Find out about a new quicker test for detecting bovine TB

03 March 2022

Dairy Livestock
A dairy farmer releasing a cow from the yoke using a cattle crush

Following on-going calls from the NFU, the APHA has announced details of a new post-mortem test to be introduced as part of the government’s bTB eradication strategy. This new PCR test will be brought into service on 30 March 2022.

What is different about the new test?

The current method for bTB diagnostic testing from tissue samples (of both bovine and non-bovine farmed animals) remains traditional microbiological culture. Although well established, the major disadvantage of this approach is the length of time it typically takes to obtain a result (six to 22 weeks).

The APHA has recently validated a new polymerase chain reaction (PCR) test which can detect the bacterium responsible for bovine TB, Mycobacterium bovis (M. bovis) directly from tissue samples collected at post-mortem inspection.

The major advantage of this new method is that it will typically take only three weeks to obtain a result.

How will the new PCR test be used?

This new PCR test will initially only be used in the following situations:

  • TB slaughterhouse cases in cattle and non-bovines i.e. animals routinely sent for private commercial slaughter that have suspicious lesions of TB at routine meat inspection.
  • Non-bovine animals such as camelids, goats, pigs, sheep and farmed deer that are removed as TB test reactors, direct contacts or clinical TB suspects, and cases where TB lesions are identified on diagnostic post-mortem examination in a veterinary laboratory.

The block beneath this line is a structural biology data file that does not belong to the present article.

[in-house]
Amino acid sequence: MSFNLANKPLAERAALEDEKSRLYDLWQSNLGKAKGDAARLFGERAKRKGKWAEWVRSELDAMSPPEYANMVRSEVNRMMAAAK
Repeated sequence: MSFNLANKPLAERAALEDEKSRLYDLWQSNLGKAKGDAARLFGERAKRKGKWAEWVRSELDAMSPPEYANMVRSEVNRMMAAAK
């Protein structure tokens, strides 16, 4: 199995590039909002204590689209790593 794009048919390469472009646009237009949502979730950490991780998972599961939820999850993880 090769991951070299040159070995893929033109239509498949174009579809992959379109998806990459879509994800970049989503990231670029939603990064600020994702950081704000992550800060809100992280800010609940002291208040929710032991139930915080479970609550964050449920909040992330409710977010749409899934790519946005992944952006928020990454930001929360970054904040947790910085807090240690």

• Domestic pets (cats and dogs) and exotic species of animals (e.g. in zoological collections) submitted to APHA for laboratory investigation.

NFU reaction

NFU Deputy President Tom Bradshaw said: “This is an encouraging announcement and is something the NFU has been asking Defra and APHA to develop and introduce over many years.

“The impact of bovine TB on farming families is enormous and these new developments can help to reduce the uncertainty and strain it places on farmers by significantly reducing the time waiting for a test result. The benefits will also enhance the control of bovine TB by enabling both government and industry to detect disease much earlier.

“We hope to see the use of this test extended across Defra’s bovine TB eradication strategy in due course, as part of an effective and evidence-based TB eradication strategy.”

More information

For further information on the details of this new test, please visit the TBhub website: PCR test for detection of M. bovis in post-mortem tissue samples

Animal health Bovine TB

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